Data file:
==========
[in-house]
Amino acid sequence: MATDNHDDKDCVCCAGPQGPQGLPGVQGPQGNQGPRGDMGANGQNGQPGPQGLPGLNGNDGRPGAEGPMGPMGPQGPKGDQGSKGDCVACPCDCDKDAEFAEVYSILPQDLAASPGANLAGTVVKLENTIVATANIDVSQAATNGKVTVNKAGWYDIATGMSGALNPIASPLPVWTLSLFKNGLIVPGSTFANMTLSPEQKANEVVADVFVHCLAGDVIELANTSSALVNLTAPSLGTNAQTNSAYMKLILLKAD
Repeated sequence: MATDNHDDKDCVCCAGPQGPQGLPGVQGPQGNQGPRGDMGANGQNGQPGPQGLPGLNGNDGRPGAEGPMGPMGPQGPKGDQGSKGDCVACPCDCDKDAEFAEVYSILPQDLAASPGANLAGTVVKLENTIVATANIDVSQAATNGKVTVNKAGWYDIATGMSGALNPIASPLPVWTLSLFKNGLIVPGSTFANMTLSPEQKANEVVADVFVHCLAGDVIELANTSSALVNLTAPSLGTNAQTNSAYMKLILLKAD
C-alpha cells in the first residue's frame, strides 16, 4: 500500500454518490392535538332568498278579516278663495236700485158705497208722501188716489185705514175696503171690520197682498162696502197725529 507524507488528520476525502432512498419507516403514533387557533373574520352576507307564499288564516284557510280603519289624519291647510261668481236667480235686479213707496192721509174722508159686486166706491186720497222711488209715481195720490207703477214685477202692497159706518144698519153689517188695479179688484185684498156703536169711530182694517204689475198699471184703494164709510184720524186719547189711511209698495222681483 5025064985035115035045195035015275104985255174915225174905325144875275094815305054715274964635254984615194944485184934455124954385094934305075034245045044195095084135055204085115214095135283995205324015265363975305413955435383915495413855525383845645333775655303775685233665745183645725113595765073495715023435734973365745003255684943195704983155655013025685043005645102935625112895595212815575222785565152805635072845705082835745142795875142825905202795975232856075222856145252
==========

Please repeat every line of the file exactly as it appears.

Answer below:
[in-house]
Amino acid sequence: MATDNHDDKDCVCCAGPQGPQGLPGVQGPQGNQGPRGDMGANGQNGQPGPQGLPGLNGNDGRPGAEGPMGPMGPQGPKGDQGSKGDCVACPCDCDKDAEFAEVYSILPQDLAASPGANLAGTVVKLENTIVATANIDVSQAATNGKVTVNKAGWYDIATGMSGALNPIASPLPVWTLSLFKNGLIVPGSTFANMTLSPEQKANEVVADVFVHCLAGDVIELANTSSALVNLTAPSLGTNAQTNSAYMKLILLKAD
Repeated sequence: MATDNHDDKDCVCCAGPQGPQGLPGVQGPQGNQGPRGDMGANGQNGQPGPQGLPGLNGNDGRPGAEGPMGPMGPQGPKGDQGSKGDCVACPCDCDKDAEFAEVYSILPQDLAASPGANLAGTVVKLENTIVATANIDVSQAATNGKVTVNKAGWYDIATGMSGALNPIASPLPVWTLSLFKNGLIVPGSTFANMTLSPEQKANEVVADVFVHCLAGDVIELANTSSALVNLTAPSLGTNAQTNSAYMKLILLKAD
C-alpha cells in the first residue's frame, strides 16, 4: 500500500454518490392535538332568498278579516278663495236700485158705497208722501188716489185705514175696503171690520197682498162696502197725529 507524507488528520476525502432512498419507516403514533387557533373574520352576507307564499288564516284557510280603519289624519291647510261668481236667480235686479213707496192721509174722508159686486166706491186720497222711488209715481195720490207703477214685477202692497159706518144698519153689517188695479179688484185684498156703536169711530182694517204689475198699471184703494164709510184720524186719547189711511209698495222681483 5025064985035115035045195035015275104985255174915225174905325144875275094815305054715274964635254984615194944485184934455124954385094934305075034245045044195095084135055204085115214095135283995205324015265363975305413955435383915495413855525383845645333775655303775685233665745183645725113595765073495715023435734973365745003255684943195704983155655013025685043005645102935625112895595212815575222785565152805635072845705082835745142795875142825905202795975232856075222856145252